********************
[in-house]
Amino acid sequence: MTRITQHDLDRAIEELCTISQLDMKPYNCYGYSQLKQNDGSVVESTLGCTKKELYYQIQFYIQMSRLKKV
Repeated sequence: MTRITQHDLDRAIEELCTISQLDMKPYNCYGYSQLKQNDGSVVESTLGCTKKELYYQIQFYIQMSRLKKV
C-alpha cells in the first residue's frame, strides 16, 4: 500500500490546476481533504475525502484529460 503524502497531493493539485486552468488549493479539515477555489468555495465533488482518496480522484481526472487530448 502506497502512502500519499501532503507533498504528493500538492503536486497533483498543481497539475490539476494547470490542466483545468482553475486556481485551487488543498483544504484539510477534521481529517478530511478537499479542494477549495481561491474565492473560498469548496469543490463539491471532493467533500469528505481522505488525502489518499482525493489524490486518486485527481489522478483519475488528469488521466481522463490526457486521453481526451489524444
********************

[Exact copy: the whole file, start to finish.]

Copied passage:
[in-house]
Amino acid sequence: MTRITQHDLDRAIEELCTISQLDMKPYNCYGYSQLKQNDGSVVESTLGCTKKELYYQIQFYIQMSRLKKV
Repeated sequence: MTRITQHDLDRAIEELCTISQLDMKPYNCYGYSQLKQNDGSVVESTLGCTKKELYYQIQFYIQMSRLKKV
C-alpha cells in the first residue's frame, strides 16, 4: 500500500490546476481533504475525502484529460 503524502497531493493539485486552468488549493479539515477555489468555495465533488482518496480522484481526472487530448 502506497502512502500519499501532503507533498504528493500538492503536486497533483498543481497539475490539476494547470490542466483545468482553475486556481485551487488543498483544504484539510477534521481529517478530511478537499479542494477549495481561491474565492473560498469548496469543490463539491471532493467533500469528505481522505488525502489518499482525493489524490486518486485527481489522478483519475488528469488521466481522463490526457486521453481526451489524444